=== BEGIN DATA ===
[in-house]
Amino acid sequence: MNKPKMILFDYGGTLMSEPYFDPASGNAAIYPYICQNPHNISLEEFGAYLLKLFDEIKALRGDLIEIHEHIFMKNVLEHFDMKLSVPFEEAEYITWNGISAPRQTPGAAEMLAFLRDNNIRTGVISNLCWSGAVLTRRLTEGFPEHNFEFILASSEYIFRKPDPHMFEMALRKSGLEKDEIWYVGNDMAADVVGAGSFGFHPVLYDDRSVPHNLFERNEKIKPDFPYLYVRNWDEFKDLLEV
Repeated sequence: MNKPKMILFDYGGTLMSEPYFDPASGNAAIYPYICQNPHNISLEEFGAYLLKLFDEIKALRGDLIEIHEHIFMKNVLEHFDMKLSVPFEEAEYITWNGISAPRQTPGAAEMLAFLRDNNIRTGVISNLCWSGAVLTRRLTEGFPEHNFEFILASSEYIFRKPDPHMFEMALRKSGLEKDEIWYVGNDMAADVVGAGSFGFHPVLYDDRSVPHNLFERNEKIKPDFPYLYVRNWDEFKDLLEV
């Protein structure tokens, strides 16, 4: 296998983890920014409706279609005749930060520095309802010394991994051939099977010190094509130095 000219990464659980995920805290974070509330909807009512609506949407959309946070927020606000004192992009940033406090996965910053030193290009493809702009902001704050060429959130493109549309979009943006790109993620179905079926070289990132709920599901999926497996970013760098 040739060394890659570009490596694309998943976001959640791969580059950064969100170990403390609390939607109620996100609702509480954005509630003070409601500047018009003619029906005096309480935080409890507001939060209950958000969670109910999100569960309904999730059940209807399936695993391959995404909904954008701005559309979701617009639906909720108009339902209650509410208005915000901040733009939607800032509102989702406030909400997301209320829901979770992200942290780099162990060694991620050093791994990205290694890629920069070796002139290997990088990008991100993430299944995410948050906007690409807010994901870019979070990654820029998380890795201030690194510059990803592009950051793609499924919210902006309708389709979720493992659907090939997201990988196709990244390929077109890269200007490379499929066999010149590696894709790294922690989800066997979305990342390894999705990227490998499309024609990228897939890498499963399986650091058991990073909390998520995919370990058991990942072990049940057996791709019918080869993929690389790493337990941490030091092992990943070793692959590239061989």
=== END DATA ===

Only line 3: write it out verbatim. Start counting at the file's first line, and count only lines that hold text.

Repeated sequence: MNKPKMILFDYGGTLMSEPYFDPASGNAAIYPYICQNPHNISLEEFGAYLLKLFDEIKALRGDLIEIHEHIFMKNVLEHFDMKLSVPFEEAEYITWNGISAPRQTPGAAEMLAFLRDNNIRTGVISNLCWSGAVLTRRLTEGFPEHNFEFILASSEYIFRKPDPHMFEMALRKSGLEKDEIWYVGNDMAADVVGAGSFGFHPVLYDDRSVPHNLFERNEKIKPDFPYLYVRNWDEFKDLLEV